Purpose of review
To review recent studies on epidemiology, diagnosis, pathophysiology, treatment and prevention of delirium in elderly people.
There is no evidence that the clinical picture of delirium in elderly people differs from that in younger patients, although it may run a more chronic course. Diagnosing delirium in demented patients, however, may be difficult due to overlap in symptoms of delirium and dementia. Systematic use of screening and diagnostic instruments may help to diminish the common underdiagnosis of delirium. Delirium is best understood as the result of multiple interacting predisposing and precipitating factors. In the elderly, predisposing factors that make patients more susceptible for delirium include cognitive dysfunction and older age, while important precipitating factors that directly cause delirium are any somatic events and the use of anticholinergic drugs. Delirium has a significant negative prognostic impact on functional and cognitive outcome, as well as on morbidity and mortality. Haloperidol remains the standard treatment for delirium, while there is some evidence for the efficacy of risperidone. Other atypical antipsychotics, as well as cholinesterase inhibitors, have not yet been sufficiently studied. Results of studies on the effectiveness of systematic screening of populations at risk and standardized interventions to prevent delirium have been inconclusive.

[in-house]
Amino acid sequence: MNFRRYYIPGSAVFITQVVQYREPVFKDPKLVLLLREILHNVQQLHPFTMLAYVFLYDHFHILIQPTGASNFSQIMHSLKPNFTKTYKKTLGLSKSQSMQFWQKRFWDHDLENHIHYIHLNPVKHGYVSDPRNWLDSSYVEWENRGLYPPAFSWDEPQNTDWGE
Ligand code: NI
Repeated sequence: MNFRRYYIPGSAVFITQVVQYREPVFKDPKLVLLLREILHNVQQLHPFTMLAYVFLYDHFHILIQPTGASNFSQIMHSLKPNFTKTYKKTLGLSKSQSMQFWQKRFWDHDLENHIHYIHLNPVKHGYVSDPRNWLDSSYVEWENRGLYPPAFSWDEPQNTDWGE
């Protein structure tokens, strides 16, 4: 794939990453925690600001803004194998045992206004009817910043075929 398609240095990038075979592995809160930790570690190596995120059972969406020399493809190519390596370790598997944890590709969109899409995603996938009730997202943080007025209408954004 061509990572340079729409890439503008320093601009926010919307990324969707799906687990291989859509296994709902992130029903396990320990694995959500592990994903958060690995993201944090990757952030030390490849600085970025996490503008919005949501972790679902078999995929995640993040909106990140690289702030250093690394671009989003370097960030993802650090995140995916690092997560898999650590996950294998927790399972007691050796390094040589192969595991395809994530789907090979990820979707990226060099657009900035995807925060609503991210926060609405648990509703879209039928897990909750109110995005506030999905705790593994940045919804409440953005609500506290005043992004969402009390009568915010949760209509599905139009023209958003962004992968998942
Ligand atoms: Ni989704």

In recent years, the emphasis in the approach to delirium has shifted from ad hoc treatment to systematic screening and prevention. Interest has been raised in treatment options other than haloperidol, such as atypical antipsychotics and procholinergic drugs.